People tend to overlook 'liquid calories,' particularly those that come from alcoholic beverages – because if you don't chew, it seems like it doesn't count. Sadly, that's not the case.
It may seem obvious that a frozen Margarita served in a glass the size of a small swimming pool could be excessive, but did you know that a nice, clear, colorless gin and tonic packs over 250 calories? And that number could be even higher, depending on who's pouring and how much is being poured.
Those "invisible" liquid calories may carry more weight in the near future, because your favorite can of beer or bottle of wine or spirits might be getting a makeover.
A new law recently passed allows the inclusion of voluntary "Serving Facts" labels on wine, spirit and malt beverage bottles. Are you wondering why there isn't already a nutrition label on alcoholic beverages? Unlike traditional food and beverage labels, strictly regulated by the U.S. Food and Drug Administration, alcohol labeling jurisdiction falls in a gray area. On May 28, the Treasury Department approved the inclusion of serving size, servings per container, calories, carbohydrates, protein and fat per serving on a traditional "Serving Facts" label, an expansion from 2004's authorized "statement of average analysis." The Alcohol and Tobacco Trade and Tax Bureau further validated this decision, mandating truthful labeling that avoids misleading consumers.
With so much of the government's emphasis on health and nutrition in the past couple of decades, it's curious why this voluntary labeling law has taken so long to materialize. Here's what's been happening:
In 1988, Congress passed the Alcoholic Beverage Labeling Act, which required alcohol bottles to include a government warning reminding Americans of the health hazards of consuming alcohol. In 2003, the National Consumers League proposed an "Alcohol Facts" label to make alcohol labeling more consistent among companies. Since no formal laws were passed, companies have continued to lobby for regulations regarding expansive nutrition labels in the form of a formal "Serving Facts" panel. In 2007, TTB proposed a rule to include caloric and nutrient information on labels, but no final regulation was ever promoted. In 2013, TTB finally expanded on 2004's permissible "statement of average analysis," to incorporate the nutritional information stated above.
[Read: How to Have Fun Without Overdoing It.]
So now that you have the background on your bottle of booze, let's get real: Most drinks will be purchased in a dark bar where you won't even get the chance to see, let alone read, what's on the label. Moreover, many of us have what I call "alcohol allegiance" – no matter what the bottle says, we will buy the type of spirit we know and love. These new labels can come in handy, however, when it comes to portion distortion. When trying to help patients become more aware of the amount of alcohol they're consuming, I suggest they first pour their liquor into a shot glass. For most people, that 1 and 1/2 ounce jigger doesn't compare to the amount that usually flows into an afternoon cocktail.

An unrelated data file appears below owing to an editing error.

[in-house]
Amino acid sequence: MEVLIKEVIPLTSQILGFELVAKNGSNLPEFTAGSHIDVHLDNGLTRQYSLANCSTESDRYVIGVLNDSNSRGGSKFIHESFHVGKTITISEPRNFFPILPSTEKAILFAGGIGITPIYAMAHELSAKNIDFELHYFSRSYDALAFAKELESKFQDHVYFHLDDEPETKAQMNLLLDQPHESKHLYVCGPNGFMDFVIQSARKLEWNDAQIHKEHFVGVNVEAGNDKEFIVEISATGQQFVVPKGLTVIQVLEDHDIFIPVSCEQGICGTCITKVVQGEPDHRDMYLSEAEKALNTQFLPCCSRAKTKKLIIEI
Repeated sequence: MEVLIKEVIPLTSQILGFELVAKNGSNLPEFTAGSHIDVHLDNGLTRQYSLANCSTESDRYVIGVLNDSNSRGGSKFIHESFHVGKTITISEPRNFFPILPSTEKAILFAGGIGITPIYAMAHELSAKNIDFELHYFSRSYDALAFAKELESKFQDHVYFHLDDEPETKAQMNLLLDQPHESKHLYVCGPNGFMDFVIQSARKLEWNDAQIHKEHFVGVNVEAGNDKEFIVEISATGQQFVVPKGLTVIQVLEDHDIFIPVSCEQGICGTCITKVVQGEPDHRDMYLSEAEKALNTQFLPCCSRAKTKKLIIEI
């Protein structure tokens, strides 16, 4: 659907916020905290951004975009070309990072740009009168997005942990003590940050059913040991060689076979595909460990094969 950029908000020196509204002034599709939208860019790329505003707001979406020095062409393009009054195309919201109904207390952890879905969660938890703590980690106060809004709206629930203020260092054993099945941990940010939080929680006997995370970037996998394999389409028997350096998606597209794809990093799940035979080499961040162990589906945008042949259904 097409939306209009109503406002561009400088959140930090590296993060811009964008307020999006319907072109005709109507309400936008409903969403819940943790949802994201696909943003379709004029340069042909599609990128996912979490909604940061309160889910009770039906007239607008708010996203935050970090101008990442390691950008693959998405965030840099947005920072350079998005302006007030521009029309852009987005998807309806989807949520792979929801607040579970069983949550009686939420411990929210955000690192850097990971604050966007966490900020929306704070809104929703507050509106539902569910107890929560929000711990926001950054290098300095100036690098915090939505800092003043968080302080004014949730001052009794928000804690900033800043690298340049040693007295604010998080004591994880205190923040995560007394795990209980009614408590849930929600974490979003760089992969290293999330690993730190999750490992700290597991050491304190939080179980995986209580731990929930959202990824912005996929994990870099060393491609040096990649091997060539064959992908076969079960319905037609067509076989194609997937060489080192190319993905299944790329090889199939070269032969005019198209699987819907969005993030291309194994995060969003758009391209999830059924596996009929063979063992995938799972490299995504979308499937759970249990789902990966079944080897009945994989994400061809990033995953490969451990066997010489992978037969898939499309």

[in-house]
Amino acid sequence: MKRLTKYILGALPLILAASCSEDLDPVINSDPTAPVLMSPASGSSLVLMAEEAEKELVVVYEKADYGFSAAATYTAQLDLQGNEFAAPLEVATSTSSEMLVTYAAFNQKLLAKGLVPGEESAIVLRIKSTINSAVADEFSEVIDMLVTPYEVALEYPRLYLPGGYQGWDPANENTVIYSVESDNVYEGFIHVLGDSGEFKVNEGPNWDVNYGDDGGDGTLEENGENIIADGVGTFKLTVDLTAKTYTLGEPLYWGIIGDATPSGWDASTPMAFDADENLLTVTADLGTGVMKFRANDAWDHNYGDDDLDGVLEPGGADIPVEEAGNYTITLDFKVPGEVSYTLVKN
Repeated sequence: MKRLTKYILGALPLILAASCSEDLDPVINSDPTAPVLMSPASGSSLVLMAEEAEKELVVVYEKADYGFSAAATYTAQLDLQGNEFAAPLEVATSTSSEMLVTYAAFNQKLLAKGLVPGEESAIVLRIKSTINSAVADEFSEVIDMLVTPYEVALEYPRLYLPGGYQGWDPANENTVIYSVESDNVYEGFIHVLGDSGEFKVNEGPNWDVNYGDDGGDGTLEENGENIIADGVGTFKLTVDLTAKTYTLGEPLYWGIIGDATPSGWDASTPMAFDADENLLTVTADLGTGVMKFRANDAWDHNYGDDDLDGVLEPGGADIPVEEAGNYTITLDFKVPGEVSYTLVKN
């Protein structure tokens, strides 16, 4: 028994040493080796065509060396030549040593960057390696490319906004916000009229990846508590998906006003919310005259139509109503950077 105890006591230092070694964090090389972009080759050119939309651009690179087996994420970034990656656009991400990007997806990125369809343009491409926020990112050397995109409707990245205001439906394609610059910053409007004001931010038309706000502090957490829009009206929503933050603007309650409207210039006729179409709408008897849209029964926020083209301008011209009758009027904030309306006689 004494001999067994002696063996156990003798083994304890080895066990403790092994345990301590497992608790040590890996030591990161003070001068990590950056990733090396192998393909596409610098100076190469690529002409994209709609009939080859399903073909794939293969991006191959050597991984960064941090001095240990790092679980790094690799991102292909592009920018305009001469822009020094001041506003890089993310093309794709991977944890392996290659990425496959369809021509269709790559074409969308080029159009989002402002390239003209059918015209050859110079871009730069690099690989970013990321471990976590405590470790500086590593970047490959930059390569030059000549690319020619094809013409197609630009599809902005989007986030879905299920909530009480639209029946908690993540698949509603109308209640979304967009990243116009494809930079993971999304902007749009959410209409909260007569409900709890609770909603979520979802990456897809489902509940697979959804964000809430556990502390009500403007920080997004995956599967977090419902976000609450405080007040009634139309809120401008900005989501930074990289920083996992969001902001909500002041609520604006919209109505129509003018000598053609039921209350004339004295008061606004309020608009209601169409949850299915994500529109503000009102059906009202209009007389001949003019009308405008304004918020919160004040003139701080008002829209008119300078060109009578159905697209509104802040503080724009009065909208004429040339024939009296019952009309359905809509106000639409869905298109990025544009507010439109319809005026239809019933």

So if the spirit moves you, here's what you need to know:
• Including a "Serving Facts" label is voluntary for spirit, wine and malt beverage companies. Not every bottle will take part in this overhaul.
• Don't be confused – a nutrition label is not a stamp of nutrition approval! Labels, however, can lead to greater awareness whether at the liquor store or at home.
[Read: Diets That Let You Drink Alcohol.]
• Clear information about appropriate serving size and nutrition statistics will be provided, but don't forget to consider what else goes in that glass. Optional nutritional labels will not take into account high-calorie mixers you might be blending. Be an educated drinker; those add-ins can add up.
• Beware of allergens! Alcohol labeling laws still allow major leeway in what's required. The disclosure of major allergens is not required for alcohol labels, as it is for other foods and beverages. Currently, only the disclosure of FD&C Yellow No. 5, saccharin, sulfites, aspartame (in malt beverages only) and color additives (such as cochineal extract and carmine) are required. Optional labeling guidelines for major allergens – such as tree nuts, peanuts, shellfish, milk, eggs, gluten and soy – are available, but not mandatory. This is troublesome for the estimated 4 percent of Americans with food allergies. Uneducated or new drinkers can easily be mistaken.
If alcohol labels sound confusing to you, the best way to read that label clearly is by making yourself the designated driver and skipping the drink; your friends and body will thank you.
Will new nutrition labels on bottles and cans change your drinking habits? Please share your thoughts with us below.
[Read: Cheers for Beer ... Shampoo, That Is.]
Hungry for more? Write to firstname.lastname@example.org with your questions, concerns, and feedback.
Bonnie Taub-Dix, MA, RD, CDN, has been owner of BTD Nutrition Consultants, LLC, for more than three decades and she is the author of Read It Before You Eat It. As a renowned motivational speaker, author, media personality, and award-winning dietitian, Taub-Dix has found a way to communicate how to make sense of science. Her website is BetterThanDieting.com.